Richard Leib talks about how politicians lie and Obama isn't exempt from that crowd.
Grandiose promises, straw men, and heart-wrenching oratory. In other words, it was Tuesday’s State of the Union performance.
We were entertained with camera shots of some of our leaders expressing approval with joyful countenances and camera shots of others showing displeasure with disapproving scowls.
As I reflect upon it now, this is what I think the president told us. He doesn’t like guns and neither should you. He is now going to concentrate on jobs even more than he did in ’09, ’10, ’11, and ’12. Bad stuff isn’t his fault. And sequestration would be a disaster — caused by Republicans.
By now fact-checkers have pretty well circulated most of the exaggerations and untruths found in the speech. Frankly, finding such things should not shock us. It has been written that leadership is often about “solemn and pompous lying.” That’s much harsher than I would put it, but you get the idea.
Lincoln did it. Woodrow Wilson did it. I’m sure Millard Fillmore did it. And I suspect that even that alleged truth-teller George Washington did it.
But even so, some of this stuff still grates. For instance, there was the straw man argument that because corporate big shots are making more than ever, we should raise the minimum wage. If folks want to argue that it should be raised, fine. But couldn’t we be realistic?
The money to finance a raised minimum wage will come not from rich guys or a magic genie. It will come from consumers. If a business’s costs go up, so do its prices.
A minimum wage law doesn’t make a business pay its workers more; it makes a business’s customers, if they remain its customers, pay the workers more through increased prices.
And then there was the hand-wringing over the threat of sequestration. Sequestration apparently is a new fiscal cliff, and it’s being portrayed, as was fiscal cliff No. 1, as a Republican-based attack on the middle class, the poor, the handicapped, the environment, women, children, minorities and puppies.
But would sequestration be so bad? In 2011, the idea was created by the White House. Now, though, the president wants to make it clear that he only suggested it to scare Republicans. He wants you to know that he wasn’t serious. It was meant to be an idle threat.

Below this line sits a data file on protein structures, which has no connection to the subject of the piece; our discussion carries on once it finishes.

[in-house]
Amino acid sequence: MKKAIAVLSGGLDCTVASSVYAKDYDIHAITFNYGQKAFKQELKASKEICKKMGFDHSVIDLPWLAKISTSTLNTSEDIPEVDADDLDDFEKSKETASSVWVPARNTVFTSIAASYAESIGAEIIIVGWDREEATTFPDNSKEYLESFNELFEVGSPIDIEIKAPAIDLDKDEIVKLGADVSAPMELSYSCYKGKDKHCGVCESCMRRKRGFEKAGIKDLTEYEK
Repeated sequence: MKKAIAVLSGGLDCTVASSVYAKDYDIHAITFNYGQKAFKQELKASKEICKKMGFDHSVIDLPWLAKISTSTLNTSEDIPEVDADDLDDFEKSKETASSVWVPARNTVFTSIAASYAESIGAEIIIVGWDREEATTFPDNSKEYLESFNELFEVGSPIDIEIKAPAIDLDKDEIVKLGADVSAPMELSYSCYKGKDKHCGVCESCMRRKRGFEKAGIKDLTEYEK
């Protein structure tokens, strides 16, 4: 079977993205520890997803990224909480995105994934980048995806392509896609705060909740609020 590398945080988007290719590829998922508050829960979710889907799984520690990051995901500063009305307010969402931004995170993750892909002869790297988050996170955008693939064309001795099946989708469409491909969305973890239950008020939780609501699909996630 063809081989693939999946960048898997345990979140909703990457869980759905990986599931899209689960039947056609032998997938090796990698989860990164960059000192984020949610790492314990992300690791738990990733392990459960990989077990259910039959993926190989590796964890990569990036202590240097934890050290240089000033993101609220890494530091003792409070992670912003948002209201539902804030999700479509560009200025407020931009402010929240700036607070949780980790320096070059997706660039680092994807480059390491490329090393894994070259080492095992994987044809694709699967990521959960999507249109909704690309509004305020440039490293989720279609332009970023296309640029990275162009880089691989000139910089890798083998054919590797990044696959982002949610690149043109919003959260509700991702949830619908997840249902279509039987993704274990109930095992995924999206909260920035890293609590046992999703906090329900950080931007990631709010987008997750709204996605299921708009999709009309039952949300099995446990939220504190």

But maybe it should happen. Piecemeal deal making is just creating one fiscal cliff after another. FC-1 begat FC-2, which will begat FC-3, etc. It is sounding a little too Old Testament for my liking. We aren’t getting ahead of this deficit thing even though the president likes to say we are.
Remember those tax hikes on the rich that were just given up by the Republicans in order to buy a little more time? Well, that should bring in about $60 billion dollars in revenue. And Congress just passed a Hurricane Sandy relief bill that amounted to $60 billion dollars. Zap! It’s gone already.
And finally, how about that rockin’ “they deserve a vote” anti-gun “call and response” that closed the speech? It was a rousing wrap-up reminiscent of Desmoulins’s fiery tabletop call to action back in the days of the French Revolution.
It was oratorically brilliant, but it was an example of emotion in lieu of reason. And for those who want to have a serious discussion about this subject, it demonstrated why such is not going to happen.
If this gun control movement is to be about reducing violence, things like increased security at schools and “stop and frisk” laws on city streets should be big factors in the discussions. But they aren’t.
State of the Union shows are usually loaded with bull feathers. This one was no exception. It was déjà vu with a tough guy delivery. The left side of the aisle loved it. The right side, not so much.
Former Elkhart furniture store owner Richard Leib has served on planning committees in several industries. An avid auto fan, he raced in the 1972 coast-to-coast Cannonball Run. He has written on a wide range of subjects.